Only Connect: Exclusive interview with question setter Jack Waley-Cohen

Many of my extensive, shuddering fanbase will have an inkling or two that I have a mild fascination with trivia and, therefore, quiz shows. This evening sees the welcome return of BBC4 hit Only Connect, in its snug new home on BBC2.

With 9 series under its belt already, the show is moving to a new home where it can be discovered by a whole host of new Victoriaviewers, eager to be bamboozled by its notorious difficulty. For those of you who have yet to come across it, Only Connect is a show in which teams participate in a trivia contest and work together to combine a set of seemingly unrelated clues together to come up with what is often an obscure, but always intelligent, link.

As series ten gets underway under the expert eye of presenter of Victoria Coren (incidentally one of my favourite guest panellists from Have I Got News For You) on BBC 2 at 8:30pm, I got the chance to chat to one of the senior question setters of the show, Jack Waley-Cohen. Jack, who takes quizzing all over the country with the successful QuizQuizQuiz company, has penned many of the brain-taxing conundrums on Only Connect since Series 9, and tells me how a fiendishly difficult and/or intriguing set of clues are developed from the birth of simple ideas.   

“Sometimes a question is just there and it’s already perfectly formed, but this doesn’t often happen,” he admits. “Typically, we will notice something, sometimes very small, but enough to spark a thought process. A recent example is that I was reading The Curious Incident Of The Dog In The Night Time and, as the chapters are all prime numbers, it got me thinking about links between prime numbers and books.” It is clear that it can take a while for the perfect question to come to fruition as Jack goes on to tell me that this is a question idea that is very much in its infancy: he explains that many ideas don’t get any further than that!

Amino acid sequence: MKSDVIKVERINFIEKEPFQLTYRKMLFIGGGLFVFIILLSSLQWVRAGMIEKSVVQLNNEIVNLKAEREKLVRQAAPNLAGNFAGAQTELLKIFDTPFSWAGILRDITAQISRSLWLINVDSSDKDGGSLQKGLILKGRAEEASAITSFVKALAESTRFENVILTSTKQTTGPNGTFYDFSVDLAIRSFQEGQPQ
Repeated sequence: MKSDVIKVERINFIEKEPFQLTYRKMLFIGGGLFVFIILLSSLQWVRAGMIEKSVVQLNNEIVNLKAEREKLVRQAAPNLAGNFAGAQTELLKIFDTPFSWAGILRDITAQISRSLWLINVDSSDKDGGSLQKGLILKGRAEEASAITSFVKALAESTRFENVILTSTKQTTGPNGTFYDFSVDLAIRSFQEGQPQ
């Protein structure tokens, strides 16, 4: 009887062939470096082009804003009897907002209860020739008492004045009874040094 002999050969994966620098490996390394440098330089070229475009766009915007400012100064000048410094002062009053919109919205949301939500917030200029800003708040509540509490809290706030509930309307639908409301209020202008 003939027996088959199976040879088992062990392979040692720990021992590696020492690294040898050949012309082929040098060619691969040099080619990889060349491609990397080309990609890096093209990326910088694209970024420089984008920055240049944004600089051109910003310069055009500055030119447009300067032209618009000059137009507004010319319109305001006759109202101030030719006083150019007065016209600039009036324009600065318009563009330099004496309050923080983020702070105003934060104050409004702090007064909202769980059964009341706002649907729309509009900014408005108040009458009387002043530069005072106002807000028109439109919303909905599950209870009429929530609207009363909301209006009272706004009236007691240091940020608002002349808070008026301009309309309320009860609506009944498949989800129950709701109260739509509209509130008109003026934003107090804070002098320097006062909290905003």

“I tend to jot down up to six possible clues and then we have to work out what the best order for them is,” Jack explains. “The fourth has to be the easiest or, if you like, the almost giveaway clue, but you can’t always tell what people will find to be the most obscure clue. We have to try and get into the contestant’s mindset.”

Handy then, that Jack was a contestant on the very first series of Only Connect and agrees that this experience has stood him in good stead for his current role as question setter. And it’s clear that he is very fond of the show he works on.

“There’s a real pleasure in life of finding connections in things. People like coincidences and this show really captures that. It covers such a wide range of topics from Pokemon and Teletubbies right through to Wagner and particle physics, so it’s a unique format,” Jack says, before confirming the widespread notion that Only Connect is, well, bloody hard.

“It’s unashamedly difficult; each question is tough. But the viewers playing at home can get a real sense of pleasure from getting an answer correct, because they are so difficult,” Jack shares. “The show rejoices in intelligence. It can be intimidating to watch at first but it’s like watching a new boxset; you have to give it a chance. The more you watch and realise how much you can play along, the more fun it gets. Everyone has their own stories of when they have gotten Only Connect questions right that the contestants missed!”

I can smugly agree with that and, although it doesn’t happen as often as I’d like, there is something quite addictive about the difficulty of Only Connect and also the information that you can pick up by watching it. And Jack has high hopes for the upcoming series.

“From the recordings I have attended and from what I have heard from the team who make the show, the standards are high so it should make a fitting debut for BBC2,” he says. “I love watching my questions and seeing how the contestants perform on them. I always want them to get them right, but not too easily and never through complete guesswork. So we try our best to leave clues and indicators in the questions to help the teams along, but they take real thought processes to figure out.”

Jack, who admits that if he had to pick another favourite quiz show, he’d choose Pointless due to his love of obscure knowledge (and that the ingenious format of Pointless rewards both obscure and more everyday knowledge) confirms that the change to BBC2 won’t affect the Only Connect that long term viewers know and love but does hint at a tantalising small tweak…

“They told us not to change the difficulty of our questions for BBC 2 so we aren’t modifying it to fit a different audience,” he confirms. “However, as always with Only Connect, there are plenty of new ideas throughout the series, and I’m sure regular viewers will enjoy spotting them!”

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Written By Our Man In The North

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